Pamela Tate is the Chief National Partnerships Officer for Strada Education Network. Prior to that role, she served as President and CEO of CAEL. Recognized for her work within the higher education, public, and private sectors to make it easier for adults to get the education and training they need to succeed. We caught up with her after her session at Connect 2018 to learn more about the challenges adult students face.
You talked a little bit about this in your presentation, but I wanted to learn more. Tell me the difference between what an adult learner is looking for and what a young adult learner is looking for in a college program.
In my speech, I divided adults into different categories, but the unifying thing for adults, as opposed to 18- to 24-year olds, is that nearly every adult that we’ve ever worked with comes with the desire for some immediate change in their life. It could be a change in career, it could be a response to unemployment, it could be a change in their family. They want to do something different. They’re absolutely very practical about why they’re doing it. And they rarely go back with no particular objective.
Therefore, they’re more goal-driven; they want results sooner. They want the shortest possible route to the degree or credential. They want programs they can engage in where they won’t have too many barriers to entry. They want answers. They want a plan. They don’t want to meander around in an academic program.
And I think that traditional students, even those that are the practical, associate degree-takers, have a little more time when they’re 18-24. When you’re 18-24, you’ve got your whole life ahead of you—and not that everybody can be impractical, but you can wait longer for things to happen. I think that’s a big difference.
What do you consider the greatest barrier that keeps an adult learner from earning a degree?
The three biggest barriers mentioned in surveys are lack of time—due to family, work, community obligations; lack of money; and then lack of confidence. Just not believing that I can do it, not thinking I’m a college student, really. Not believing in myself. That’s a huge issue for students.
They entered the program with the confidence that they could graduate. What do you think causes this crisis of confidence?
Once they’re there? They’re dealt with from a deficit model mindset (a term introduced to people at Connect 2018 by keynote speaker, Karen Gross, meaning the tendency to focus on a student’s weaknesses, not their strengths). You know, “this person doesn’t have these things.” And so, it doesn’t build their confidence; it often erodes their confidence, especially if they’re in a program with students who they see to be right out of high school and traditional and who have an easier time of it than they do. They find that difficult.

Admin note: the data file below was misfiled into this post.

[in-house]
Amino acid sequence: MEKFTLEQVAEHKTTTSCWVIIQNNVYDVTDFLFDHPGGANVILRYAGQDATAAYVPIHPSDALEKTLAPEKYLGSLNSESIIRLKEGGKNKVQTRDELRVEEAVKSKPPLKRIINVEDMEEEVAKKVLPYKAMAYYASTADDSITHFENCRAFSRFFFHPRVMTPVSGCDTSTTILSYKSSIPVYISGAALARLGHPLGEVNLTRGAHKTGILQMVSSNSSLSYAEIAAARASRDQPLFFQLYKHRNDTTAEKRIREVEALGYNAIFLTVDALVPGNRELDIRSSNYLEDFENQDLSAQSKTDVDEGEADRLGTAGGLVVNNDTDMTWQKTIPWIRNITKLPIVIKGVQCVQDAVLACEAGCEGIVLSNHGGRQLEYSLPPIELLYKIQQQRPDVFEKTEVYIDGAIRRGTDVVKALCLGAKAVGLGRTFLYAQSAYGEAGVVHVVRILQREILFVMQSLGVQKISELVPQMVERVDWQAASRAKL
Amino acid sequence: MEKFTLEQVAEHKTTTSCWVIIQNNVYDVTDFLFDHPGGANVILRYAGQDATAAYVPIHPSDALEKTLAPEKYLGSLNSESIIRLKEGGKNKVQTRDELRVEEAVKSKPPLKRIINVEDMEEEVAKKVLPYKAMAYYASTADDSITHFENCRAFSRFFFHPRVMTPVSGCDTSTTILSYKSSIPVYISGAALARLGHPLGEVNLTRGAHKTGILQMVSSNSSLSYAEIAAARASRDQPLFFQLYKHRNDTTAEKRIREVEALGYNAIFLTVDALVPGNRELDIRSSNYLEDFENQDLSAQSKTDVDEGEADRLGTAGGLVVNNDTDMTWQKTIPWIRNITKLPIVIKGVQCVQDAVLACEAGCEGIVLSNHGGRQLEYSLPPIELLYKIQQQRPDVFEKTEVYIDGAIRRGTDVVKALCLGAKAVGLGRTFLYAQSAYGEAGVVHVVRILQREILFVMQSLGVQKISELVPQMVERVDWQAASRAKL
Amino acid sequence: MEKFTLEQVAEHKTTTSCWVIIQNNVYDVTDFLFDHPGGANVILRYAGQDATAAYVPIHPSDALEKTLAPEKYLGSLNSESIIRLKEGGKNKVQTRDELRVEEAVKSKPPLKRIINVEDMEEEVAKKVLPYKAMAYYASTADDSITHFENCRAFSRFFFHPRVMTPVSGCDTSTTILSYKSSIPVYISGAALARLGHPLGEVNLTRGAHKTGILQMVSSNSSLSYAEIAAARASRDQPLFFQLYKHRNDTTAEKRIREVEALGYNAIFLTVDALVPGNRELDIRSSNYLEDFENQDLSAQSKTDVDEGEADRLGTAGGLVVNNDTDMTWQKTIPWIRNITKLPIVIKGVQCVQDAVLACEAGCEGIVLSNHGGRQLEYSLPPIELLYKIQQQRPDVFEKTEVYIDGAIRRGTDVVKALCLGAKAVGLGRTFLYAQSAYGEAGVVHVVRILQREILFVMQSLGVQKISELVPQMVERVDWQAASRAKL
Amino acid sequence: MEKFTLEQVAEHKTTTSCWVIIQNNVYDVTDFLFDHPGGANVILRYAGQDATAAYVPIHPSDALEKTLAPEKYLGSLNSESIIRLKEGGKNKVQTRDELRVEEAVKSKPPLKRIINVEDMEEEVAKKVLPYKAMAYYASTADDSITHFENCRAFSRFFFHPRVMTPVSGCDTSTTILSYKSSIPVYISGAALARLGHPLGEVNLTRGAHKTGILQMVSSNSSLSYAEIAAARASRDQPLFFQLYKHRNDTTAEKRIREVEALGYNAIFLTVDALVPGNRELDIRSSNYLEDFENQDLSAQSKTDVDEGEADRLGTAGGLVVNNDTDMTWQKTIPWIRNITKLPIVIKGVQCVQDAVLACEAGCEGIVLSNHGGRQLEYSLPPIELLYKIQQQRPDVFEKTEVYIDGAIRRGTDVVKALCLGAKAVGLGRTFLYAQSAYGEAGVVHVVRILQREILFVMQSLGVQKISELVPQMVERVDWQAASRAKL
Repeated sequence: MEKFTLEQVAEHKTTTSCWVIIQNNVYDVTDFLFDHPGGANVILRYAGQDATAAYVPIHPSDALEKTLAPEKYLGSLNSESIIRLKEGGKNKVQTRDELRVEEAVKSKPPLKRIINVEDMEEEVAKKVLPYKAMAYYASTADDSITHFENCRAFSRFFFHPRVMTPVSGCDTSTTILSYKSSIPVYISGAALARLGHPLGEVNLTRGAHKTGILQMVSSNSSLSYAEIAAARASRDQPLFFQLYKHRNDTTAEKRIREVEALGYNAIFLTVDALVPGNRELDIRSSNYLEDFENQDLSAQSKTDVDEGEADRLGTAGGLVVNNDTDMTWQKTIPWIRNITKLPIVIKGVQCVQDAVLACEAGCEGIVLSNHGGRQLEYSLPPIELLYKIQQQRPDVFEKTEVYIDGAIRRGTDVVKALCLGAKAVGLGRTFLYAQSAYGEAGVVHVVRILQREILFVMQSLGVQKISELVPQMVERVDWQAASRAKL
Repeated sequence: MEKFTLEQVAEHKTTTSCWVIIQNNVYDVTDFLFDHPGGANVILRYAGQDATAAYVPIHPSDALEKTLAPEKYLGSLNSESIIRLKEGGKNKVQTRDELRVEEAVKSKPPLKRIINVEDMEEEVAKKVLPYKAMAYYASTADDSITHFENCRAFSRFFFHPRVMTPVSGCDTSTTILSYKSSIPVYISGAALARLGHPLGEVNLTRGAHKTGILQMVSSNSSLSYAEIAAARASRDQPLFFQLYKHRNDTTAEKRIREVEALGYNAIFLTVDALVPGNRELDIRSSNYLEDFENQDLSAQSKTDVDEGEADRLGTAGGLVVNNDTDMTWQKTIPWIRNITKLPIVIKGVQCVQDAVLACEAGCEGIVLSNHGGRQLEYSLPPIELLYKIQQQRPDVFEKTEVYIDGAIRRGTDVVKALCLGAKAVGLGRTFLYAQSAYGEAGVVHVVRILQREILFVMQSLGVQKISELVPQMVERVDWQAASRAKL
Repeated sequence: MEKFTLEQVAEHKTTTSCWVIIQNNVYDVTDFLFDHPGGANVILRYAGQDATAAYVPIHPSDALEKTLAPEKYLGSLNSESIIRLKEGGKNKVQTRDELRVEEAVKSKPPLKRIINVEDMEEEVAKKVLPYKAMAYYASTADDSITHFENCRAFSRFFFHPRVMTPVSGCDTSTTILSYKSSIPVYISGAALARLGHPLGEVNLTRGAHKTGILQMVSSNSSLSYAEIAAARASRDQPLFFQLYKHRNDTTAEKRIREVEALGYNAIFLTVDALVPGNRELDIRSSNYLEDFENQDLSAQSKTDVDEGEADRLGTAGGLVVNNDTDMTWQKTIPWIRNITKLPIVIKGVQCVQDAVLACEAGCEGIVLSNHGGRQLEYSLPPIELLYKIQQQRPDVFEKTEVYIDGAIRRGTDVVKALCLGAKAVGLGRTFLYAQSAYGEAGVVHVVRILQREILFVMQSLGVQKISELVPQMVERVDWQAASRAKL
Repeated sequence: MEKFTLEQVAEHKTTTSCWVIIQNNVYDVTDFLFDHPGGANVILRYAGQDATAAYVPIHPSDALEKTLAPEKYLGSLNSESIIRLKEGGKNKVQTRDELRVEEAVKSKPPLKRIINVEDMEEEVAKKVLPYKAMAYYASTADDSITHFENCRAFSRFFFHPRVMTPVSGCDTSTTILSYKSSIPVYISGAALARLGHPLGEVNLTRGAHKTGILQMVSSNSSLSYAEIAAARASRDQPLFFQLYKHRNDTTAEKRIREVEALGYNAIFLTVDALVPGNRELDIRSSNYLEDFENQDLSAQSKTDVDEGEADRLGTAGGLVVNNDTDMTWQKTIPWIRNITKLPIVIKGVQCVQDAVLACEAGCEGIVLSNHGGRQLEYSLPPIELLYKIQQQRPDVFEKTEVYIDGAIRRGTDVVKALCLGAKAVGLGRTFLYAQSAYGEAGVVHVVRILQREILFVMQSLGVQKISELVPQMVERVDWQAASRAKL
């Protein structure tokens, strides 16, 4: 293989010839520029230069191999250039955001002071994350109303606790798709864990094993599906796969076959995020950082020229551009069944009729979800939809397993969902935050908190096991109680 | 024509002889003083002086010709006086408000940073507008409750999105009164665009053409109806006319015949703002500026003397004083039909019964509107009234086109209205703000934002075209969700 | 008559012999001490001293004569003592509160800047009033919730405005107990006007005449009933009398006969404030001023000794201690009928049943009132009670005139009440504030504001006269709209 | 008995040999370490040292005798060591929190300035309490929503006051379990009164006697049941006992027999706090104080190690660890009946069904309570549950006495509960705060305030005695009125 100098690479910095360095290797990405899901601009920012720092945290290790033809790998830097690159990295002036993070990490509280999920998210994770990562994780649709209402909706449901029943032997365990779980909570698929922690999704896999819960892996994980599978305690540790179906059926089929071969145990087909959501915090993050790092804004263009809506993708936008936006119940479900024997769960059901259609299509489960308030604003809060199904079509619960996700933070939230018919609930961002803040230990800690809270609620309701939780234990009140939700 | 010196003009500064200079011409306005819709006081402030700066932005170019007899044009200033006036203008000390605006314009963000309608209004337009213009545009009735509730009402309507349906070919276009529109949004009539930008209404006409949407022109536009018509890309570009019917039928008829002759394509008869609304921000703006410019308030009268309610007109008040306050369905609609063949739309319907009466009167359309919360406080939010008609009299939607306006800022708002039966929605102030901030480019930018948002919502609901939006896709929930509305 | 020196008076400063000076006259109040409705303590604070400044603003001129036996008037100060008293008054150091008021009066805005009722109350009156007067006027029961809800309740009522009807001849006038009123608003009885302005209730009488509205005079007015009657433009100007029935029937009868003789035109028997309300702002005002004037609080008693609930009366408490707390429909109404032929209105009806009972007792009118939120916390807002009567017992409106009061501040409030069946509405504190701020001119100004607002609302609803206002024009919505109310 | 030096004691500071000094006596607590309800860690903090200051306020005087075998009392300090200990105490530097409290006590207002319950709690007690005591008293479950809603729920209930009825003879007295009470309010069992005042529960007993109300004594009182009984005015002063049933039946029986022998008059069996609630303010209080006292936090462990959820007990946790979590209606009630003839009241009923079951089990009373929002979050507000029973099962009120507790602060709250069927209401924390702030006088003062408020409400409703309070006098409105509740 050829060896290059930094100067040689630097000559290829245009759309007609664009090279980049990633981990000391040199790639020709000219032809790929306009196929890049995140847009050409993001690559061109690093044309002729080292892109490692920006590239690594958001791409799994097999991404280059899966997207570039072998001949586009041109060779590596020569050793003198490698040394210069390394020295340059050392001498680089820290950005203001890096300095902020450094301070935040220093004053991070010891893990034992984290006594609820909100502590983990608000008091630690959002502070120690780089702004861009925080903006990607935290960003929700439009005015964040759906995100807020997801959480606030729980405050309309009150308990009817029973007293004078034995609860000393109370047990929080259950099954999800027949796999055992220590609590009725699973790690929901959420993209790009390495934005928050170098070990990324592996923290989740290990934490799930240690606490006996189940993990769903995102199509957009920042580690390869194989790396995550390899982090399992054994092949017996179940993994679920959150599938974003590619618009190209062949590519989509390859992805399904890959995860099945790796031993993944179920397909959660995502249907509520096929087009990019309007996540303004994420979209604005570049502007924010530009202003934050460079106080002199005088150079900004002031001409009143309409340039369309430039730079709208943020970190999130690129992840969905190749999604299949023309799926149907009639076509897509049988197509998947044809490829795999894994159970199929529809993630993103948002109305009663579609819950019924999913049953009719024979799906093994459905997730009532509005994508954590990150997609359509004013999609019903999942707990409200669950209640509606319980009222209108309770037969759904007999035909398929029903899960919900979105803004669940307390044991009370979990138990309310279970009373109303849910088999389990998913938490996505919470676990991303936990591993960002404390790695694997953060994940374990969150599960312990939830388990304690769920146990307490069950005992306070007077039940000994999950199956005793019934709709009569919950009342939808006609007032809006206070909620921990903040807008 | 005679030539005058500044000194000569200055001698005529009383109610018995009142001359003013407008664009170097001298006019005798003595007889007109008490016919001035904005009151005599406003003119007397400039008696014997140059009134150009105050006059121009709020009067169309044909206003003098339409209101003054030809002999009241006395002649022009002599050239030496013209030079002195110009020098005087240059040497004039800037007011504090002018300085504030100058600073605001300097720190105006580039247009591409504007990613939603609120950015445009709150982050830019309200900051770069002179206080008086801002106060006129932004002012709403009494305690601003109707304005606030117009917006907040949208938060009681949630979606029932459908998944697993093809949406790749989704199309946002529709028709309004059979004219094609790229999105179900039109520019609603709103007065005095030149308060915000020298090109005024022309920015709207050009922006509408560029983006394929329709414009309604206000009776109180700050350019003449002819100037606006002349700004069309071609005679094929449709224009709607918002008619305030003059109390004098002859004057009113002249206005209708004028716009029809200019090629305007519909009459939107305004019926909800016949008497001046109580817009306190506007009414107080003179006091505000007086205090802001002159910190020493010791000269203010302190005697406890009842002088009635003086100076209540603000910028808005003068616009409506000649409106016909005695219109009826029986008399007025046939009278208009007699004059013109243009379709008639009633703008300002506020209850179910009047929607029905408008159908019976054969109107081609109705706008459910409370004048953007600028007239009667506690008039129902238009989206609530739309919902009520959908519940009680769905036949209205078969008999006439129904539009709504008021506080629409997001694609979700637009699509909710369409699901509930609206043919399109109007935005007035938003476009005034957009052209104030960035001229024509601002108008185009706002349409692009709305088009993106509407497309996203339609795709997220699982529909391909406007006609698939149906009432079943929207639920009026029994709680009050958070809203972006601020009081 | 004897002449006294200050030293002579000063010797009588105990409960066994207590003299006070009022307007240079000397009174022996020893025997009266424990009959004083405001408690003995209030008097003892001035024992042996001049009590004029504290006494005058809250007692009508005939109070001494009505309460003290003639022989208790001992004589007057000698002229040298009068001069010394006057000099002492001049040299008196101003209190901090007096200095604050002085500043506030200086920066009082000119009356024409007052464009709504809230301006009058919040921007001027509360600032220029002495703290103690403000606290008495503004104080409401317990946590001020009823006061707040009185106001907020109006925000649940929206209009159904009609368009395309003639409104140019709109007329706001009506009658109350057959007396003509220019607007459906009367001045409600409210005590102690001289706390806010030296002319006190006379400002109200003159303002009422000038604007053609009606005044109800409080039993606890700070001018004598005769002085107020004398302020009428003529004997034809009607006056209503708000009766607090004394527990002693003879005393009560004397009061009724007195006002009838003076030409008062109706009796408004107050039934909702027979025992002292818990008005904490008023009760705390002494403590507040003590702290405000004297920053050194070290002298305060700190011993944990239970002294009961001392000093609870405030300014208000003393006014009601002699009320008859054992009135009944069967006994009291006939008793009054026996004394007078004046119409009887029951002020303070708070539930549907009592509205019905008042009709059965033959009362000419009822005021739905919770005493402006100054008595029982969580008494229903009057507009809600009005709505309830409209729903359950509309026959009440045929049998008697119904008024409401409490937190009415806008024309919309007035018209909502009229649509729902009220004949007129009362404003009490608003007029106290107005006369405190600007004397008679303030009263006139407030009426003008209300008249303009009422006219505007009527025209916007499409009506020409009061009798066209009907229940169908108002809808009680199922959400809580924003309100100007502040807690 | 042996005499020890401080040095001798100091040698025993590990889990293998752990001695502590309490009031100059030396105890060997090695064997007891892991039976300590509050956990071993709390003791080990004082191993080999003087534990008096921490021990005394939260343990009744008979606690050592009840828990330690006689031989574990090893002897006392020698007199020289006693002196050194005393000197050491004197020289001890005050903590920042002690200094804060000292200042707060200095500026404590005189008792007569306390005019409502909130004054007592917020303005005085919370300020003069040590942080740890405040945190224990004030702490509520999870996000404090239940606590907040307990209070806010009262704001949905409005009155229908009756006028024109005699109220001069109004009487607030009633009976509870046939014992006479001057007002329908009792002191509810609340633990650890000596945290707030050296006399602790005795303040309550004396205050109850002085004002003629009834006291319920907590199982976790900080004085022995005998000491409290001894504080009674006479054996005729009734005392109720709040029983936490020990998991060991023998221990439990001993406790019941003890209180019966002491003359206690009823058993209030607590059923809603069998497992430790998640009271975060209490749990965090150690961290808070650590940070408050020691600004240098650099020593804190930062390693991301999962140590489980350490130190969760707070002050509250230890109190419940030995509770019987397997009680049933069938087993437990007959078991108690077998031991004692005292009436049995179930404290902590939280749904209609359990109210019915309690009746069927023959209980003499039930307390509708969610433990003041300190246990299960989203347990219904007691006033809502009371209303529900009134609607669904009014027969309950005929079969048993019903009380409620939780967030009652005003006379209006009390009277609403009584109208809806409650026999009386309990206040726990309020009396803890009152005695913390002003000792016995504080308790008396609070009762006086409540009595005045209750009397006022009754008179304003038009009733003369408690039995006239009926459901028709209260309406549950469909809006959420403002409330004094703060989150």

Also, testing is a real challenge. People are afraid of tests, and they often were unsuccessful in their last attempt at schooling. And, of all the things you ask people about, it’s tests that do people in. They often know more, but they get so upset having to take a high-performance test of some kind that they just freeze up. Testing is an enormous challenge and barrier for adults. They tend to view them as a measure of “the whole me”. They cannot see that the test is not a judgement about them and whether they have ability.
Given that you can’t do much to help people with time or even money, the variable seems to be how we help people with confidence.
I think it can be done by having the right kind of student services and teaching faculty along the lines of what [Karen Gross] was talking about—the deficit model vs. the strength-based model. If we had faculty that approached their adult students from a strength-based approach and built on what they know already, I think it would help build their confidence. I’ve seen it work. One faculty member can turn a person’s life around.
We need advisors who learn how to work with adults, focusing on the strengths a person brings, what they’ve already learned, the experience they have from prior jobs or parental life, and who know how to draw out of them their strengths. If you can retrain your advising staff to think about adults differently, you can also retrain your faculty to base teaching not on the assumption that people know nothing, but that they could actually be partners in the learning process.